Author: VicHealth, a Victorian Government Agency that works with experts, evidence and research in health promotion Last updated: 15 May, 2020

Supporting Victorians to access fresh food more cheaply

If you’ve been feeling the pinch at the checkout you’re not alone.

Recent data from the Australian Bureau of Statistics shows a spike in the cost of food in the first three months of 2020. Fruit and vegetables, meat and seafood, and cereal products, like rice and pasta, all increased in price due to bushfires, drought and the coronavirus pandemic.

Research also tells us that unhealthy foods like chips and soft drinks are twice as likely to be discounted at the supermarket than healthy foods like fruit and vegetables, making it hard for families on a tight budget to eat healthy.

The good news is there are various organisations trying to help make healthy food more affordable, one of them being The Community Grocer.


The Community Grocer provides healthy food at a good price

Table with fresh vegetables

The Community Grocer runs five fruit and vegetable markets in public housing estates and community centres across Melbourne. Prices are typically 60 per cent cheaper than supermarkets


"The Community Grocer prices are typically 60 per cent cheaper than supermarkets.


With more Melburnians struggling to afford and source healthy food at the moment, the organisation is experiencing greater demand. 

That’s why VicHealth is teaming up with The Community Grocer to give people facing disadvantage greater access to high-quality, affordable fruit and vegetables both during and after the coronavirus pandemic.   

The partnership will allow The Community Grocer to service the increasing number of people shopping at their markets while scoping out new sites for the future.

If you don’t live near a Community Grocer market, try our tips to get the nutrition you need to stay healthy and well on a budget.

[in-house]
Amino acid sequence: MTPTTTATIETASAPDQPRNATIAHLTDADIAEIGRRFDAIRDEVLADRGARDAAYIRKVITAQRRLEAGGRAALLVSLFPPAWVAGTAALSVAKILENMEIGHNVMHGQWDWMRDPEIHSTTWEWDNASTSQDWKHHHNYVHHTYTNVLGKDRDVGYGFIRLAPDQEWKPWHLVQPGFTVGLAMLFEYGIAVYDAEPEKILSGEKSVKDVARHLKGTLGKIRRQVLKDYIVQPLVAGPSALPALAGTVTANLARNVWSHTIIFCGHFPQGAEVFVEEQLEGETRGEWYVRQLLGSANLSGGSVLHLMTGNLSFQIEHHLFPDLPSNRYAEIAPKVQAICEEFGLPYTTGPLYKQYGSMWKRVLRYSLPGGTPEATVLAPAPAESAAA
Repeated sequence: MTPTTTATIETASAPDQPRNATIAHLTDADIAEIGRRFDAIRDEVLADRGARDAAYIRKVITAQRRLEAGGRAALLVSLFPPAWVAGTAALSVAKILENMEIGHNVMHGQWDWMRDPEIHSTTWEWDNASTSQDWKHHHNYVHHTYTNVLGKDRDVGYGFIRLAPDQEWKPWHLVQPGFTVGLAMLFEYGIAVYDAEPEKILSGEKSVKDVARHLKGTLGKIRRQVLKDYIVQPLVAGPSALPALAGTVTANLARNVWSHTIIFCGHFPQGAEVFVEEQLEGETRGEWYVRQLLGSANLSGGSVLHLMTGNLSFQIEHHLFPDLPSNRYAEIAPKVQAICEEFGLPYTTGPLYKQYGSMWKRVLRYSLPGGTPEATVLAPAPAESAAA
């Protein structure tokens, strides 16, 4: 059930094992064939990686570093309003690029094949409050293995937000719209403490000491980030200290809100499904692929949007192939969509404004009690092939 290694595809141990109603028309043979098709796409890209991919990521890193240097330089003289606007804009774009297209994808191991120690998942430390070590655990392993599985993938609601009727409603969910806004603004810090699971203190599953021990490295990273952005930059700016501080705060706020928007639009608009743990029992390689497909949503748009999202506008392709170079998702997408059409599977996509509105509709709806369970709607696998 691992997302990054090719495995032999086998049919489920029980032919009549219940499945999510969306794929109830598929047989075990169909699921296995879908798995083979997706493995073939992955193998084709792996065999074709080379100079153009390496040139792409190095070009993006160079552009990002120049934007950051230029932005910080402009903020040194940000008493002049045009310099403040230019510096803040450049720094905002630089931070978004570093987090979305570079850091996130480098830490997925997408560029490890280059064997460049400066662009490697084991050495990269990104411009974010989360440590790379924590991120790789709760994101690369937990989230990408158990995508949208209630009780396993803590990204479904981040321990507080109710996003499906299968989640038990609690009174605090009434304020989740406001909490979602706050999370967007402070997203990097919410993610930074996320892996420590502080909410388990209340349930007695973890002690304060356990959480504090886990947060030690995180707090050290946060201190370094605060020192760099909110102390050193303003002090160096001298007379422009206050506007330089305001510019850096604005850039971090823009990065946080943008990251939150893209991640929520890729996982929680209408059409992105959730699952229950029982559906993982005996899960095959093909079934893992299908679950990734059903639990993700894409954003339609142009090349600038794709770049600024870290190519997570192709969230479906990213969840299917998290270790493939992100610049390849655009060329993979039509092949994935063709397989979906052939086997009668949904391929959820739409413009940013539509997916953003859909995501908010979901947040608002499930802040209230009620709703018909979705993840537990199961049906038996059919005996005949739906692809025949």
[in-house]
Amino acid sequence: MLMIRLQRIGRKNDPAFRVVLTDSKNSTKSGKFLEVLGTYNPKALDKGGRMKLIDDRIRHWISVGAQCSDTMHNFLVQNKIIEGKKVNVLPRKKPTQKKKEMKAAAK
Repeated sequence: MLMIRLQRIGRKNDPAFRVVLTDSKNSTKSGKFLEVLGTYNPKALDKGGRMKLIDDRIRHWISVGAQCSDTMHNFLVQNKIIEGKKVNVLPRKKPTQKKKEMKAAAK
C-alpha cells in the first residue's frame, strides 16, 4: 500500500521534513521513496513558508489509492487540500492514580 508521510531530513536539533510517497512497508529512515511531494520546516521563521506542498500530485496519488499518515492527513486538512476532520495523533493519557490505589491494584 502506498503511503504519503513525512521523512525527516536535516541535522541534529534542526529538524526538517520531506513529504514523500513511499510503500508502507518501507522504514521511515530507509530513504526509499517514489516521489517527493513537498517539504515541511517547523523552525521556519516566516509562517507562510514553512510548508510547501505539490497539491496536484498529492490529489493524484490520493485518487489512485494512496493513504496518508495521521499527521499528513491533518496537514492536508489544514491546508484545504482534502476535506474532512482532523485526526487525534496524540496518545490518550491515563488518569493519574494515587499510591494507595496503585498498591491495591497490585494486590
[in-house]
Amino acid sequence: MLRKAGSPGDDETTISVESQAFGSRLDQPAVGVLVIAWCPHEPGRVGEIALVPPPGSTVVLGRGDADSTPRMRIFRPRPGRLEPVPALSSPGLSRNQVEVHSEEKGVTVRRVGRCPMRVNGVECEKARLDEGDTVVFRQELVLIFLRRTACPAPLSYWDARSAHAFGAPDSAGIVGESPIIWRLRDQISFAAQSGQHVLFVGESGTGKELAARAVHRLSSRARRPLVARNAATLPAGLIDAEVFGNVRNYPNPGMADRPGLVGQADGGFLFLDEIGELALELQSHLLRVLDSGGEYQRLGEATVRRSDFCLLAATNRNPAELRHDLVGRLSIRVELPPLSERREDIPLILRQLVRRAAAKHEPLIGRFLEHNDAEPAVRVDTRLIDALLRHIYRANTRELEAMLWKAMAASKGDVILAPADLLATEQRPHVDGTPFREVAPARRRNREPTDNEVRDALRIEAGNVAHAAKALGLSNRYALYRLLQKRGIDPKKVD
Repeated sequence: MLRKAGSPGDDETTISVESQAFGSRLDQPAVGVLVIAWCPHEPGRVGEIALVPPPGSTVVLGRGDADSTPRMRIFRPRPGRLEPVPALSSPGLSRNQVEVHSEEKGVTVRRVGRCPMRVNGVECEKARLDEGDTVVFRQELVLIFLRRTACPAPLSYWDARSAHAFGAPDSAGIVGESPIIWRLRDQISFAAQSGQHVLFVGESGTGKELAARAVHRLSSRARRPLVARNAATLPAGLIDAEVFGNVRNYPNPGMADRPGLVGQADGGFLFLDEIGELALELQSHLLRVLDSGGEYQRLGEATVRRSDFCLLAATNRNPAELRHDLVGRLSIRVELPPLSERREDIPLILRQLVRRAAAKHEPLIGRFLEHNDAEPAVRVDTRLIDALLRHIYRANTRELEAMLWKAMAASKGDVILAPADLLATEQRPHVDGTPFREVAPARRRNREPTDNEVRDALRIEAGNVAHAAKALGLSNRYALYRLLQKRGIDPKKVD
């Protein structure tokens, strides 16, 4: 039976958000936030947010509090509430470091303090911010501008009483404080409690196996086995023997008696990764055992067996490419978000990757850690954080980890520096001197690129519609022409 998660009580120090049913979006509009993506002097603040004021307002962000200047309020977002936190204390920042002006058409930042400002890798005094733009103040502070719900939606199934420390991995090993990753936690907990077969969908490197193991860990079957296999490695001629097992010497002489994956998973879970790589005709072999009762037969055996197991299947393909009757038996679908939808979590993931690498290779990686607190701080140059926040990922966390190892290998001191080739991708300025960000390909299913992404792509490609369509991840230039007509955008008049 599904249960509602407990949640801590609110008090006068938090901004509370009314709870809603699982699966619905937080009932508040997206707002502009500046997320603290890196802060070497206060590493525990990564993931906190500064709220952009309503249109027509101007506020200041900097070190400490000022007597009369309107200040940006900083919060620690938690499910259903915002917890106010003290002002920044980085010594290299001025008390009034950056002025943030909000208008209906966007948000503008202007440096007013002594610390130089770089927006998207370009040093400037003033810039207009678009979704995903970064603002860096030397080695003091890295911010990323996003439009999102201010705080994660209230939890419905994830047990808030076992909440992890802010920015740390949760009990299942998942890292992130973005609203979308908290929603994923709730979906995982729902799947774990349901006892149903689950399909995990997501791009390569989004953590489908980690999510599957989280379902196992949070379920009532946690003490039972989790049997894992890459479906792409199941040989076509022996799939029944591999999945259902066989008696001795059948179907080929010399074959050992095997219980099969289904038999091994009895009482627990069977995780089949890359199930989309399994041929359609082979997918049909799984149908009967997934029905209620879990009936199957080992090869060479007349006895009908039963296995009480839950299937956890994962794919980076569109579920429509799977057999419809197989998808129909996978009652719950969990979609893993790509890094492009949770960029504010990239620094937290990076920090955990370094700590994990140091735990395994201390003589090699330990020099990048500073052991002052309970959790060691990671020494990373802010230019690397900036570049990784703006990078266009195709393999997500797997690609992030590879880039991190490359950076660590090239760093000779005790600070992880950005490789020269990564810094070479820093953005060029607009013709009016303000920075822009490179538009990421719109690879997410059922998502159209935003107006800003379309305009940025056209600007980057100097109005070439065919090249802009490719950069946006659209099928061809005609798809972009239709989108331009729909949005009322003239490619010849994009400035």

Tips for getting the healthy food you need on a budget


1. Start with healthy recipes that don’t blow the bank

LiveLighter recipes from their website

There are many healthy recipes out there, but not all of them have a strict budget in mind. No Money No Time has recipes you can filter based on ingredients and your preferences, dietary requirements and kitchen appliances. The free Back to Basics recipe book on Cancer Council Victoria’s LiveLighter website also has healthy meals you can make on a budget.


2. If you can, buy from markets

local market selling fresh fruit and vegetables 

With panic buying forcing grocery prices up, it can often be cheaper to source fruit and veggies outside supermarkets. Check out The Community Grocer to see if there’s a market near you, or search for ‘fruit and vegetable market near me’ online.


3.  Don’t get sucked into ‘superfood’ fads

Anything called a superfood will often come with a matching price tag. And whilst there is no evidence that specific foods protect people from getting sick, including contracting coronavirus (COVID-19), research shows that generally improving your nutrition helps your immune system to function well and fight infections. Read more about what to eat while you stay home with VicHealth CEO Dr Sandro Demaio’s healthy eating tips


4.  Get support when you need to

If you are unable to put food on the table, contact your local council or visit the Ask Izzy websiteto find out where you can access food relief services in your local area. 


It’s important to note that large organisations such as FoodBank, SecondBite and Oz Harvest don’t distribute food directly to people. Instead, these organisations distribute food to local community food relief agencies, so contact your council to find out the best way to get help.  


The government also has free food and personal care packages available to vulnerable Victorians during the coronavirus pandemic. More information here.  



Have a coronavirus question?

For all coronavirus questions visit or call the Victorian Department of Health and Human Services (DHHS) hotline on 1800 020 080.


Header image source: Mark Stewart, The Herald Sun